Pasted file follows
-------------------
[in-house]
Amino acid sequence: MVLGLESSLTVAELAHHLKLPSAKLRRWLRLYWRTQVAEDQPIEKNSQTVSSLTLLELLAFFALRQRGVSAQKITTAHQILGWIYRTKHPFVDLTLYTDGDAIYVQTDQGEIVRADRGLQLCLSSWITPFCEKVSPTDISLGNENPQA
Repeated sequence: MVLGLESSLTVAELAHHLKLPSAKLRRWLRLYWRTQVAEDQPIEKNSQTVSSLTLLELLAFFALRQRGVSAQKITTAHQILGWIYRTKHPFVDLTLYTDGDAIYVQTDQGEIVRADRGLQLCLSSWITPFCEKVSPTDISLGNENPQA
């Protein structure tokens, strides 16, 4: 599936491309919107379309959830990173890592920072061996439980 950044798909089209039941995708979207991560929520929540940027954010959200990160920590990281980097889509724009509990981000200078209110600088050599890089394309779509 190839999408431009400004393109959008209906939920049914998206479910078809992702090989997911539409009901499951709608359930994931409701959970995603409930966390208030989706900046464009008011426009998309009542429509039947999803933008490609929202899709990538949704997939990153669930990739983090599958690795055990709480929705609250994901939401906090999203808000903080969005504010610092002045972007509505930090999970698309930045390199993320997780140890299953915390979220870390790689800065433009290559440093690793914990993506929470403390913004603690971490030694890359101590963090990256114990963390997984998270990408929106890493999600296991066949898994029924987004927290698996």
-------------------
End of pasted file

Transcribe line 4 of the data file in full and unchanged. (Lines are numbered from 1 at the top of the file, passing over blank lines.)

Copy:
């Protein structure tokens, strides 16, 4: 599936491309919107379309959830990173890592920072061996439980 950044798909089209039941995708979207991560929520929540940027954010959200990160920590990281980097889509724009509990981000200078209110600088050599890089394309779509 190839999408431009400004393109959008209906939920049914998206479910078809992702090989997911539409009901499951709608359930994931409701959970995603409930966390208030989706900046464009008011426009998309009542429509039947999803933008490609929202899709990538949704997939990153669930990739983090599958690795055990709480929705609250994901939401906090999203808000903080969005504010610092002045972007509505930090999970698309930045390199993320997780140890299953915390979220870390790689800065433009290559440093690793914990993506929470403390913004603690971490030694890359101590963090990256114990963390997984998270990408929106890493999600296991066949898994029924987004927290698996």